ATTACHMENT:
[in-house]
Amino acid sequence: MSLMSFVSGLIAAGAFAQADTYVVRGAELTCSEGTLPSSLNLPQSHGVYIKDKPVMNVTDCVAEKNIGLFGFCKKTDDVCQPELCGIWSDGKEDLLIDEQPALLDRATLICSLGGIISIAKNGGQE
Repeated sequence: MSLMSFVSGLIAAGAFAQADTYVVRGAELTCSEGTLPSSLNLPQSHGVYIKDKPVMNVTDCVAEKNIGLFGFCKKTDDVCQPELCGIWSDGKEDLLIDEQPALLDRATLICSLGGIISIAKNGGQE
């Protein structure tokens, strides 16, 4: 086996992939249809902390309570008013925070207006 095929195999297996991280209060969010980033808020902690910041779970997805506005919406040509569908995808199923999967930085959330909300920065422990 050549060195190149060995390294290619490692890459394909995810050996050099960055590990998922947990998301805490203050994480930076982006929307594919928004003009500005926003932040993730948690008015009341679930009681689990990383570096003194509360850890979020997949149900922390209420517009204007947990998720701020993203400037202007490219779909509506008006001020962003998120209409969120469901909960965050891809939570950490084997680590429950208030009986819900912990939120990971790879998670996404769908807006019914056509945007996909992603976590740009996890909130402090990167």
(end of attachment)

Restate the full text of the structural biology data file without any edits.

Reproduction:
[in-house]
Amino acid sequence: MSLMSFVSGLIAAGAFAQADTYVVRGAELTCSEGTLPSSLNLPQSHGVYIKDKPVMNVTDCVAEKNIGLFGFCKKTDDVCQPELCGIWSDGKEDLLIDEQPALLDRATLICSLGGIISIAKNGGQE
Repeated sequence: MSLMSFVSGLIAAGAFAQADTYVVRGAELTCSEGTLPSSLNLPQSHGVYIKDKPVMNVTDCVAEKNIGLFGFCKKTDDVCQPELCGIWSDGKEDLLIDEQPALLDRATLICSLGGIISIAKNGGQE
């Protein structure tokens, strides 16, 4: 086996992939249809902390309570008013925070207006 095929195999297996991280209060969010980033808020902690910041779970997805506005919406040509569908995808199923999967930085959330909300920065422990 050549060195190149060995390294290619490692890459394909995810050996050099960055590990998922947990998301805490203050994480930076982006929307594919928004003009500005926003932040993730948690008015009341679930009681689990990383570096003194509360850890979020997949149900922390209420517009204007947990998720701020993203400037202007490219779909509506008006001020962003998120209409969120469901909960965050891809939570950490084997680590429950208030009986819900912990939120990971790879998670996404769908807006019914056509945007996909992603976590740009996890909130402090990167």